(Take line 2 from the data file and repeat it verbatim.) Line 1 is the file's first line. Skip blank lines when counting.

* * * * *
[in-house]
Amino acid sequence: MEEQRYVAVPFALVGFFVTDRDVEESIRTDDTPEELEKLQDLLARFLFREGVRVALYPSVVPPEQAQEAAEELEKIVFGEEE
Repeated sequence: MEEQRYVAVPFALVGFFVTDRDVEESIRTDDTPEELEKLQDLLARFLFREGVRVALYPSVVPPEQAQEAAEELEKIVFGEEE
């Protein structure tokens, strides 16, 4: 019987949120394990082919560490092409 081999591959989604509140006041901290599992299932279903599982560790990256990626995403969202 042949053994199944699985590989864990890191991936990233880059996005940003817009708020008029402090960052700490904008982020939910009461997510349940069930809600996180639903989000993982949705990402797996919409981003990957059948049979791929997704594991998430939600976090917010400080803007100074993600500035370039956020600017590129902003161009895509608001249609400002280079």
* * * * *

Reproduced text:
Amino acid sequence: MEEQRYVAVPFALVGFFVTDRDVEESIRTDDTPEELEKLQDLLARFLFREGVRVALYPSVVPPEQAQEAAEELEKIVFGEEE